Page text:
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4.1 out of 5 stars37
4.1 out of 5 stars
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HALL OF FAMEon 9 November 2007
"Holly keeps this business where it belongs." says a sleazy TV interviewer with a smile, "In the gutter." He's talking about Holly Body (Melanie Griffth), star of Holly Does Hollywood. She's a porn queen with a tattoo on her bottom. Holly, or at least the tattoo, is the key to Jake Scully (Craig Wasson) identifying the killer who set him up.

Jake is a struggling actor who suffers from claustrophobia. He's not too bright, not too dumb, and he finds out the hard way that his wife is two-timing him. She owns their house so he has to move out. He finds a place to stay, housesitting for an absent owner a modernist home on a stalk that overlooks Hollywood. The guy who helped him find the place points out the owner's telescope, which in the evening can pick out a lush neighbor, a rich woman named Gloria Revel, who regularly does a strip dance in front of her window. Jake thinks he sees her being stalked and does some stalking of his own. One night through the telescope he sees her being attacked. He races over to save her but he's too late. The attacker uses a big power drill to kill the woman. Jake finds himself under suspicion and sets out to try to find out what was going on. And that sets up his meeting with Holly, his realization of what really happened, and his confrontation with the killer who is in the process of burying Holly alive.

This is a first-rate movie, in my opinion. De Palma is often accused of ripping off...I mean, paying homage to...Hitchcock, but Hitchcock didn't own the suspense/humor genre. He just did it better than most. Here, De Palma has come up with a clever plot that builds a nice head of tension and unease. And using the plot device of a second-rate, struggling actor trying to get ahead and the practicalities of the porn business, he comes up with a number of incongruous and funny situations. When Holly matter of factly lists the things she doesn't do..."no animal acts, no water sports, no..." (it gets more graphic), it's almost endearing. De Palma spends a long sequence with Jake following Gloria after he notices the guy who is really stalking her. The sequence takes us to an underground parking lot, an exclusive shopping mall, to Gloria's home on the side of an ocean-front hill, to the beach and through a pedestrian tunnel. There is almost no dialogue but the sequence builds a lot of tension.

Craig Wasson does a nice job as Jake, and Melanie Griffith, with her little girl voice combined with Holly's practical but honest nature, is memorable as Holly Body. The movie is twenty years old and has held up, in my opinion, very well.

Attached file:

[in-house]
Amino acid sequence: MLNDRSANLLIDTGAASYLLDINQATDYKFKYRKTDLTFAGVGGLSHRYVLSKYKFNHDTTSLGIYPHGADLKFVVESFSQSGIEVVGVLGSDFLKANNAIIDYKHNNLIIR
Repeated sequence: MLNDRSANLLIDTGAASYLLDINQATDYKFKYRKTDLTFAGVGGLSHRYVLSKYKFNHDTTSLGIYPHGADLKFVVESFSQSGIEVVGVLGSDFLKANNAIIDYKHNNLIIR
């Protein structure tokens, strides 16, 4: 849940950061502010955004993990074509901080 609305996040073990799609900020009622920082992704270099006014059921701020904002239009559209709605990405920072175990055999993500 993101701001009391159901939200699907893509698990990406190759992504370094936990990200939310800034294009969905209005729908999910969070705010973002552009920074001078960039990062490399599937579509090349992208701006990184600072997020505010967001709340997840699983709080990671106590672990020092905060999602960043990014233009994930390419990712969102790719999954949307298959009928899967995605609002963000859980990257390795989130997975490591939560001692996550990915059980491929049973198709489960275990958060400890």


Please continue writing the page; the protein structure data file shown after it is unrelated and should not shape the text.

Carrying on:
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on 10 August 2008
A trash gem from Brian De Palma. Here, Rear Window meets Vertigo in the porn subculture of the 1980s Southern California. Jake, a bit actor in B films (played engagingly by Craig Wasson) finds his girlfriend sleeping with another guy and has to move from his home. A fellow actor needs someone (or so he says) to take care of his house while he is away on a trip, and Jakes agree to do the job. Before leaving, he shows him his favorite neighbor, a beautiful and sculptural woman who strips with her window open each night. Jake spies her with the house's telescope every night, becoming obsessed. He meets her once in the beach, and is able to help recover her purse from a thief, but is incapacitated by claustrophobia when the burglar runs through a tunnel. Eventually, Jake witnesses her brutal murder through the telescope by someone dressed as an Indian. But, if you've seen Vertigo (and know De Palma has been paying homage to Hitchcock in virtually all of his movies) you can imagine not everything (or everyone) is what is seems. Melanie Griffith is also great playing what could be described as the updated role Kim Novak played in Vertigo. Among the movie's odd touches: a musical interlude in a video form with 80s band Frankie Goes to Hollywood playing their hit single "Relax".
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on 10 May 2011
I highly reccomend Brian De Palma's Body Double from 1984. It's a stylish film, as you'd expect from De Palma. The film has nods to hitchcock in a similar way 'dressed to kill' did and some other De Palma films have, yet maintains an original feel due to a fast pace, shocks and twists, fantastic score music(by Pino Donaggio), good interesting casting and a crazy feel. This is possibaly my favourite De Palma film, and thats saying alot as he's made some of the greats. A film you can watch again and again. A film made for film lovers. The Dvd has a quality widescreen(1:1.85) picture and good sound.